The best example of this truth is seen in the thief’s life on the cross. Did this man who repented and believed in Jesus Christ as God and Savior go to heaven? He was not baptized. Also, he could never join the Christian community. I would never take communion. But he was as much a member of the body of Christ as any member of the Church today. The circumstances, however, were not the norm but the exception. The example is seen in many other places in the New Testament. Let’s see both.
1. Peter’s sermon at Pentecost (Acts 2:28)
On the day of Pentecost, 50 days after Easter, and in fulfilment of the words of our Lord Jesus Christ, the Holy Spirit proceeded from the Father and the Son. It descended upon the disciples in an extraordinary display of heavenly presence and power. On that day, the Apostle Peter preached before the great multitude of mankind from all over the Roman Empire, and what did he add to his preaching of repentance and faith?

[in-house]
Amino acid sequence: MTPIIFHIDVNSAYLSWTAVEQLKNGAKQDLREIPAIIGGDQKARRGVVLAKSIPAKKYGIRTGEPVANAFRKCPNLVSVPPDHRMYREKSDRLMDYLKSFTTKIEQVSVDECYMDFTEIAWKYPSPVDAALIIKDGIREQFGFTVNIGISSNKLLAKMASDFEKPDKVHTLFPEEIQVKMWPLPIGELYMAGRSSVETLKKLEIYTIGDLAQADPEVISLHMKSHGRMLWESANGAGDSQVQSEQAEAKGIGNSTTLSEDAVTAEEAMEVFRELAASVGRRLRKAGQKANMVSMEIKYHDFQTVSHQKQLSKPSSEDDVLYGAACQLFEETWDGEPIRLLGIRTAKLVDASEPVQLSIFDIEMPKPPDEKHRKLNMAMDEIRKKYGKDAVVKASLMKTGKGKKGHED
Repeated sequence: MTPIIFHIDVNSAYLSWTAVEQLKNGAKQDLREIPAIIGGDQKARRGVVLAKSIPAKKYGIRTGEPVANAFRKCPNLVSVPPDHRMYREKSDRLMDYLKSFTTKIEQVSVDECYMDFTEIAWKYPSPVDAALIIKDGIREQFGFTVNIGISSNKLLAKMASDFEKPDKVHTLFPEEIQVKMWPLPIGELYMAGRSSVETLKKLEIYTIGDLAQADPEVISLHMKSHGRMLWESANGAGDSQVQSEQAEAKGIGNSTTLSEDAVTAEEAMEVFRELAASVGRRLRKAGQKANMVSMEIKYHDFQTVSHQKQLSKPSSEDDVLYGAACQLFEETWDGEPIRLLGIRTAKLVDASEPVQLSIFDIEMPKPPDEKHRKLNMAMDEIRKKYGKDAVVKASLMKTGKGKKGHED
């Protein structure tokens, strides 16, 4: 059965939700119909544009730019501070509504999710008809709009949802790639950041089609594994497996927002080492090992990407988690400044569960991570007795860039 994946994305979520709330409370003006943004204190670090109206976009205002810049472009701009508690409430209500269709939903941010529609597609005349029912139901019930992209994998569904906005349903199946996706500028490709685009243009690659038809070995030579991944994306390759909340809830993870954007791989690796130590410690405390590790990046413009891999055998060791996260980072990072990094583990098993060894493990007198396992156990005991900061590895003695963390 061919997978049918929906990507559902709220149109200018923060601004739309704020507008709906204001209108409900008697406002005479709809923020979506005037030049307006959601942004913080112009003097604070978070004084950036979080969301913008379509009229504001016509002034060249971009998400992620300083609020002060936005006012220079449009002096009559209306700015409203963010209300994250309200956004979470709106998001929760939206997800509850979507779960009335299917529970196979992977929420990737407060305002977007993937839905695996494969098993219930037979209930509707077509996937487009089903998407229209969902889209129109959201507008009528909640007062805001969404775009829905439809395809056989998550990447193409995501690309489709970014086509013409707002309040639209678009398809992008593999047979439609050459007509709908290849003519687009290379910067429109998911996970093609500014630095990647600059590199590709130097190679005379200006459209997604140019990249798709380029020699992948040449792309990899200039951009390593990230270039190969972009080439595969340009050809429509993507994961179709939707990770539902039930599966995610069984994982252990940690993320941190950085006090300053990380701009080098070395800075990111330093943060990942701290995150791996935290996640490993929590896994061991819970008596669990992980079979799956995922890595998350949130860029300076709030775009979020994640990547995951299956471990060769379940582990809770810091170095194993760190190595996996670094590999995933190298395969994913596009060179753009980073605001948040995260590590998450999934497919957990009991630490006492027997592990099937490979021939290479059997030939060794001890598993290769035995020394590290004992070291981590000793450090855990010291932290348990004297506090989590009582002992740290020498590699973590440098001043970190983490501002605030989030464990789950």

“ And Peter said to them: ‘Repent and be baptized each of you in the name of Jesus Christ for the forgiveness of your sins, and you will be saved ‘” (Acts 2:38 ESV).
That is the norm, whenever possible.
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2. The Philippine jailer and his family (Acts 16:25-40)
The other instance that I will refer to occurs in Acts 16. Saint Paul and Silas were in prison at Philippi. We remember that God heard the hymns and prayers of the two apostolic missionaries and sent an earthquake to release them from prison. The Filipino jailer feared for his life due to the security compromise. In fact, he preferred death by his own hand rather than fall to the cruel charge of his stern superiors, but Paul stopped him. Therefore, the Roman correctional officer cried out to the Apostle Paul, “Sirs, what must I do to be saved?” (Acts 16:30). Saint Paul and Silas declared the Good News, and this man was not only baptized by the Apostle Paul, but the Bible says that Paul baptized the whole family (Acts 16:32-33).